BATCHELLER V. THOMSON.
"4th. That in ease I shall have any interest in any new eo-partnership which may be formed after the expiration of the present co-partnership. on the first January, 1885, or at any earlier date, for the transaction of business in corsets, busks, crinolines, or goods of that character, then )1r. 'Villiam A. Nettleton shall be a partner in said business, and shall have for his services an interest therein of 25%, without the necessity of furnishing any capital to the same; and, in case I'retire from the business, I hereby agree that the contract and agreement made between us on the 31st October, 1878, shall in that case become null and Void, and that all the rights and privileges celled by you to me shall then revert to you."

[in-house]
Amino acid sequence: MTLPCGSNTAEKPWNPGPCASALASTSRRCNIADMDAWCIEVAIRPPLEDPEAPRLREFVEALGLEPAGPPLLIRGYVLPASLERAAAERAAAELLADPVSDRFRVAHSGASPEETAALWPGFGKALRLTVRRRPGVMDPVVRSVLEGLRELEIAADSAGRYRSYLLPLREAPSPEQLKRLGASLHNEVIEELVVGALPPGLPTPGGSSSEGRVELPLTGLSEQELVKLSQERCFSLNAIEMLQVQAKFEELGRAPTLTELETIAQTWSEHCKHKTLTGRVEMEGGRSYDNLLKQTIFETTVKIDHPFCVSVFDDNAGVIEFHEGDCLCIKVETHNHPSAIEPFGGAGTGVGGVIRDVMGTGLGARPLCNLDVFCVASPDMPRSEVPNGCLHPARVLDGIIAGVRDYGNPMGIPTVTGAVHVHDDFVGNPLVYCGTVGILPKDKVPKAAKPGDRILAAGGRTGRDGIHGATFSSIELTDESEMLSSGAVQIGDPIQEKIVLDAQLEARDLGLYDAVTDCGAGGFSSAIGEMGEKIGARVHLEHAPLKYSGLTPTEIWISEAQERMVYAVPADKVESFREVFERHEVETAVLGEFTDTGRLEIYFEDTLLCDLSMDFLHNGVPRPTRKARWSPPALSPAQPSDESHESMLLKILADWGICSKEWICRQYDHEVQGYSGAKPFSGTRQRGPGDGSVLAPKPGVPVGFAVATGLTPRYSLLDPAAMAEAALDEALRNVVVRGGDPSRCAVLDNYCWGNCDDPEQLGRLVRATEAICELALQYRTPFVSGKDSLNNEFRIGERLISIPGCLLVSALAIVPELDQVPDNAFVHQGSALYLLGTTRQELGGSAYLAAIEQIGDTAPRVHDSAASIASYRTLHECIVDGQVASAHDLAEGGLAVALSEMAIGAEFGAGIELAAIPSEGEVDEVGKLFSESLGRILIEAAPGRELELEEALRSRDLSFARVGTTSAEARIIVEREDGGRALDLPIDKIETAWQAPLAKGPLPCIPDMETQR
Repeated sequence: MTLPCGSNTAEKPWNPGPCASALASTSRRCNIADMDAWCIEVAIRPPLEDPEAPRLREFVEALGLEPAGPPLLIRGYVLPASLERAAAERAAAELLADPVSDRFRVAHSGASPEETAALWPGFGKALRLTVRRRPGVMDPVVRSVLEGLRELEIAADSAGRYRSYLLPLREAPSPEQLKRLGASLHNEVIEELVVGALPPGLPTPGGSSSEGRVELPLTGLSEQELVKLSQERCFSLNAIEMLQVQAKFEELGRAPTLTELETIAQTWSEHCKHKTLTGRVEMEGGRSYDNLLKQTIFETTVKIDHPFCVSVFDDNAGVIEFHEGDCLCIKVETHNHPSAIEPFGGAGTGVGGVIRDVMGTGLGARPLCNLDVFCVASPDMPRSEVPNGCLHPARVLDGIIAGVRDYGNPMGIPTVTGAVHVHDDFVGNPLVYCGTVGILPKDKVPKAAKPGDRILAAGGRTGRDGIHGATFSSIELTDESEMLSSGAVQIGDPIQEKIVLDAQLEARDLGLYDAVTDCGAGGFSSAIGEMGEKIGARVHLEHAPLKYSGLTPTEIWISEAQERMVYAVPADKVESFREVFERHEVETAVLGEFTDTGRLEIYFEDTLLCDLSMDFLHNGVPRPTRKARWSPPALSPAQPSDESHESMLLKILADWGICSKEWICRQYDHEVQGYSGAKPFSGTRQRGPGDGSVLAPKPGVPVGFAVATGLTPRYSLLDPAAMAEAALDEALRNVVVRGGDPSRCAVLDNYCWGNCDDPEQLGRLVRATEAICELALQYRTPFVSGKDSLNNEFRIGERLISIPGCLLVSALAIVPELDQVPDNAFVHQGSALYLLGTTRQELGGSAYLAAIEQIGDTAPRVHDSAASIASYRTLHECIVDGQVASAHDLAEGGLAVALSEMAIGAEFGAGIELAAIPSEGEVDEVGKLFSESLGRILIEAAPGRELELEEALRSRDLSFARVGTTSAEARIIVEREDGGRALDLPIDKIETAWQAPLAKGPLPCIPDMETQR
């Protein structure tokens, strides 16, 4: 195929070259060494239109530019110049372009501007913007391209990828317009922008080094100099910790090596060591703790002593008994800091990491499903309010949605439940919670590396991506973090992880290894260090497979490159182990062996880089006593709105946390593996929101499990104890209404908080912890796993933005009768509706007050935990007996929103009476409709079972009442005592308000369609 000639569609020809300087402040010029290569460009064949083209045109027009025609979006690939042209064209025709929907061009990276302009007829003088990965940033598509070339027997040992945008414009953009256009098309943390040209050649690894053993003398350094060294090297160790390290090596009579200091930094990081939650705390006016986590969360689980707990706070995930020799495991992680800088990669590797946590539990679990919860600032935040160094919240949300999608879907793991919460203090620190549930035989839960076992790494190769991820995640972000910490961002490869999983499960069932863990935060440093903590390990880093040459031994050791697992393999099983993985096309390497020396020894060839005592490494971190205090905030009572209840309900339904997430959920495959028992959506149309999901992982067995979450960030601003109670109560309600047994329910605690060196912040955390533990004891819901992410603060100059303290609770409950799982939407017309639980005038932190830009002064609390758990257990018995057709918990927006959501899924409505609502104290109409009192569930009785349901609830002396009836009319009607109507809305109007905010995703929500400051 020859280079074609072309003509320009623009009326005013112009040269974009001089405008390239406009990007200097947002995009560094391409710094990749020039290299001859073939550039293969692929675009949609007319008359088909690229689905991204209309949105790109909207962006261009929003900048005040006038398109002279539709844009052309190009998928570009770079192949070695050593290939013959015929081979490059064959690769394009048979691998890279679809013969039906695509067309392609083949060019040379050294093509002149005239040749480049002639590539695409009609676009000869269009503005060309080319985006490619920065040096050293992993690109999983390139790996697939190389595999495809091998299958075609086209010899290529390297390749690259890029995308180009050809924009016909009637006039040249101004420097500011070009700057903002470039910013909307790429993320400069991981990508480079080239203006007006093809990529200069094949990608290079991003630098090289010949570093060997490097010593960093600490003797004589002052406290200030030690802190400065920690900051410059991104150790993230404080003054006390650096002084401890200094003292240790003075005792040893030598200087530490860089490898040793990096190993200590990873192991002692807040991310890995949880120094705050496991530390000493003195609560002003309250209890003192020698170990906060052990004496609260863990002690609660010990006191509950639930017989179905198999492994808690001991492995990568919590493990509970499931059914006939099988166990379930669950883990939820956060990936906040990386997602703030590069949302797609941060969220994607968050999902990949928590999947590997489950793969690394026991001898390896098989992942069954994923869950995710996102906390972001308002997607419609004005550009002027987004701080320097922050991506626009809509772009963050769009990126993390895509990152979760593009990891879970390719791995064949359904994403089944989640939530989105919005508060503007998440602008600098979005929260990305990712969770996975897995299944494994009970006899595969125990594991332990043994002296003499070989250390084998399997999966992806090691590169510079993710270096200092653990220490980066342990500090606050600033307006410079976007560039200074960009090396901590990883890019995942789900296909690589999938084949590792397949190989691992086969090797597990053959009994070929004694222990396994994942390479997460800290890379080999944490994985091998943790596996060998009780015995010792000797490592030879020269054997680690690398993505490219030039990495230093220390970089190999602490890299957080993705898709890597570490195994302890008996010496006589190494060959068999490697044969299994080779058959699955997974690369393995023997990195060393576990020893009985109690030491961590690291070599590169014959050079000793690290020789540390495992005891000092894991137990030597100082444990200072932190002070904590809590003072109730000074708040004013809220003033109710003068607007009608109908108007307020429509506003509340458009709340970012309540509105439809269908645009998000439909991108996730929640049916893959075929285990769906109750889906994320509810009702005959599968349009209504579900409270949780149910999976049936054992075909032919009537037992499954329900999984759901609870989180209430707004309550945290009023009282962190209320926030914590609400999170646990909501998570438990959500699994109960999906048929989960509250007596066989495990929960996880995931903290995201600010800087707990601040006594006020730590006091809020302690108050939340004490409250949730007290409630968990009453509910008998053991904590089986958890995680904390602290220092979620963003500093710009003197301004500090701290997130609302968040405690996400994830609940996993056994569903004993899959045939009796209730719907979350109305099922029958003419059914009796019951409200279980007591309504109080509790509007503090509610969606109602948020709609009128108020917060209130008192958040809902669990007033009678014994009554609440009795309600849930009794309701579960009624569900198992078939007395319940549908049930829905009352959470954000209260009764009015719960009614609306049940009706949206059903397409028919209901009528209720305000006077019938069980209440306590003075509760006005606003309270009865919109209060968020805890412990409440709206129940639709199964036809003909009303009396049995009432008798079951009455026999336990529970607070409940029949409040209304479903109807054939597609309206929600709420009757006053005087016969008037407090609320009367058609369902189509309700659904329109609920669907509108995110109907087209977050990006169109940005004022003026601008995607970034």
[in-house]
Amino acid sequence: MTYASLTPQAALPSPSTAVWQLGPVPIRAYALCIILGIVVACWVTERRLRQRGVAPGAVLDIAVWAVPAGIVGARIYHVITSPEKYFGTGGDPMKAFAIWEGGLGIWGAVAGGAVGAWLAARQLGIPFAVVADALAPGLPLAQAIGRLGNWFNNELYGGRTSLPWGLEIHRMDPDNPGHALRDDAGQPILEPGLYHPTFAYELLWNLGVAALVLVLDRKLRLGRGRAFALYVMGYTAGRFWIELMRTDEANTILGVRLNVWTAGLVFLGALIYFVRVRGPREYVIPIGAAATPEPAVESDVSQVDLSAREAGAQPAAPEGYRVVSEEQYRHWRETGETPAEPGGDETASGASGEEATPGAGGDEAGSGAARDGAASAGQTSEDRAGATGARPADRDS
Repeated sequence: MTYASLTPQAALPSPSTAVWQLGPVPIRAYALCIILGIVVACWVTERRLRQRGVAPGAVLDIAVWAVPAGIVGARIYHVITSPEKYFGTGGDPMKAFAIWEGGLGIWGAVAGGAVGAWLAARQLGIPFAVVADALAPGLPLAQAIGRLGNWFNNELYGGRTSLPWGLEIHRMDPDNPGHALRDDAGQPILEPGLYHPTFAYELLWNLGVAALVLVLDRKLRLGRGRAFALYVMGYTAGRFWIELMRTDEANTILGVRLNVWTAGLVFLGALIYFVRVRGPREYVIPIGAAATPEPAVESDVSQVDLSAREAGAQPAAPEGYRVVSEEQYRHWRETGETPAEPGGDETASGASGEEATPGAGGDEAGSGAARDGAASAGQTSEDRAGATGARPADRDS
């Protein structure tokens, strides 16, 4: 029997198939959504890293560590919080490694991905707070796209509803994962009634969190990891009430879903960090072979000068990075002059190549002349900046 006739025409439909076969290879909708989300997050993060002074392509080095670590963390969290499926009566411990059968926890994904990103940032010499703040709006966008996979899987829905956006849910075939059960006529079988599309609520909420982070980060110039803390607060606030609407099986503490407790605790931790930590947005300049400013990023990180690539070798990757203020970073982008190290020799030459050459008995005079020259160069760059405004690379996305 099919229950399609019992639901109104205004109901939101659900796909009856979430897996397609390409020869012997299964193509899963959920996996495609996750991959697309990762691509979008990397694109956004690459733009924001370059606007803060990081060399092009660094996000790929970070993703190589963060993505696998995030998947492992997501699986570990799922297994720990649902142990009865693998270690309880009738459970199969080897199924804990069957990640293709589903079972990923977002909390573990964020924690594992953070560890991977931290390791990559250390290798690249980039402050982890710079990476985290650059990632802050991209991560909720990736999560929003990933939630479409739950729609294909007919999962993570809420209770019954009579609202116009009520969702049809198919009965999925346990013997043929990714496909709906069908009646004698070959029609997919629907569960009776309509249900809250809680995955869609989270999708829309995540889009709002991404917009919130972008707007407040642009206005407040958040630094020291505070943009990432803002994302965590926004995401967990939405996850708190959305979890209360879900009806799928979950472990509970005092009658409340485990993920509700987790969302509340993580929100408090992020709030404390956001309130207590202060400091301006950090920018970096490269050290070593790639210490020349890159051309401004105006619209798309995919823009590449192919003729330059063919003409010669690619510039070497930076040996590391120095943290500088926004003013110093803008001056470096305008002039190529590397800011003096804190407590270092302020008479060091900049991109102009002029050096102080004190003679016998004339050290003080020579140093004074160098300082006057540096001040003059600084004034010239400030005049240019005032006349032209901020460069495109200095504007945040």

At this time Nettleton was a partner, and so continued after January, 1885, on the terms named in this letter. Langdon and Batcheller continued as partners from ,January 1, 1879, until December 31, 1881, when a partnership consisting of Langdon, Batcheller, Nettleton, and one Colton was formed, which continued to December 31, 1884. The third change took place on January 1, 1885, when Colton retired. Nettleton retired December 31, 1887. The firm continued until December 31, 1888. All these firms bore the name of Thomson. Langdon & Co. Thereafter the firms were called Langdon, Batcheller & Co., but Langdon retired January 1, 1893, and assigned his interest in the trade-mark to Batcheller, who continued the manufacture of corsets and the use of the trade-mark. Langdon is 79 years old. Thomson has continued the manufacture of corsets in England under his trademarkto the present time, and they have been extensively sold in England, upon the continent of Europe, and in Canada. On October 22, 1889; he registered his trade-mark in the United States patent office; and in 1871 Thomson, Langdon & Co. (Langdon purporting to act as attorney for Thomson) registered in the patent office the trade-mark, "Thomson's Patent Glove-Fitting Corset." When Thomson commenced in Paris and in England the manufacture of corsets, they were made in accordance with an alleged invention of Edward Drucker. Letters patent of the United States for this corset were issued in the name of Drucker on May 7, 1867; but the corsets made accordingly were unsatisfactory, the alleged invention was concededly of no value, ceased to be used, and an improvement was made in England by an employe of Thomson, which was patented in the United States on November30, 1869, to Henry A. Lyman, assignor to Thomson, Langdon & Co. This patent expired' November 30, 1886. How closely the corsets of complainant or defendant followed thiS! improvement did not appear, and, indeed, the distinctive value which the improvement imparted to the product did not appear. The relief prayed for in suit No.1 was that the registration of the trade-mark which was obtained by Thomson on October 22, 1889, should be declared void,and should be annulled. In suit No.2, the complain;tDt averred that 'he was entitled to the entire interest in the trade-mark in the United States, and prayed that Langdon's agreement of October 29, 1883, should be declared not to have created any title thereto in ThomSon. The cross bill prayed for an injunction against the use of the trade-mark by Batcheller. The circuit court found that the use of the trade-mark began in New York and in London at about the same time; that it identified the corsets of the New York firm, and belonged to theNew York business;